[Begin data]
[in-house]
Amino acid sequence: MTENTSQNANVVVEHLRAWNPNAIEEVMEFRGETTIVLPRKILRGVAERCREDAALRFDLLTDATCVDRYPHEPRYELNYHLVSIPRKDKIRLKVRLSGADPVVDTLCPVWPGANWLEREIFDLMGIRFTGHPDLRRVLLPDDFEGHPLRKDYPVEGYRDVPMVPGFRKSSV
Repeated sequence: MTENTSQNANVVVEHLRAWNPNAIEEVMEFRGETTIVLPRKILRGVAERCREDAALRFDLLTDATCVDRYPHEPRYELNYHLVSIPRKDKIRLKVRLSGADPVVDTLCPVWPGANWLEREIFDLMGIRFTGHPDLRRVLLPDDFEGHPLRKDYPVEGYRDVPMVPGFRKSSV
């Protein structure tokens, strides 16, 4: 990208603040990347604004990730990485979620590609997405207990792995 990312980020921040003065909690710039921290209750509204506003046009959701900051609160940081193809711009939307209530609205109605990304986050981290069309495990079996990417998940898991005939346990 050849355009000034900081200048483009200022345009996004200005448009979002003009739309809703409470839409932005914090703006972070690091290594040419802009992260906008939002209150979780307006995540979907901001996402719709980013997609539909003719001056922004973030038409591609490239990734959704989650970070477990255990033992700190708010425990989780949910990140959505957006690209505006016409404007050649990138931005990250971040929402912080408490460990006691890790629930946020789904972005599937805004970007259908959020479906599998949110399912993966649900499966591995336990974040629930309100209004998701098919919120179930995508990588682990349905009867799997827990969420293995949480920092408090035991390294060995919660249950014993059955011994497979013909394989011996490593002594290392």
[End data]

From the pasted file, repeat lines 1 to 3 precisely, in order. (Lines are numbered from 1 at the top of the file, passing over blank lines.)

[in-house]
Amino acid sequence: MTENTSQNANVVVEHLRAWNPNAIEEVMEFRGETTIVLPRKILRGVAERCREDAALRFDLLTDATCVDRYPHEPRYELNYHLVSIPRKDKIRLKVRLSGADPVVDTLCPVWPGANWLEREIFDLMGIRFTGHPDLRRVLLPDDFEGHPLRKDYPVEGYRDVPMVPGFRKSSV
Repeated sequence: MTENTSQNANVVVEHLRAWNPNAIEEVMEFRGETTIVLPRKILRGVAERCREDAALRFDLLTDATCVDRYPHEPRYELNYHLVSIPRKDKIRLKVRLSGADPVVDTLCPVWPGANWLEREIFDLMGIRFTGHPDLRRVLLPDDFEGHPLRKDYPVEGYRDVPMVPGFRKSSV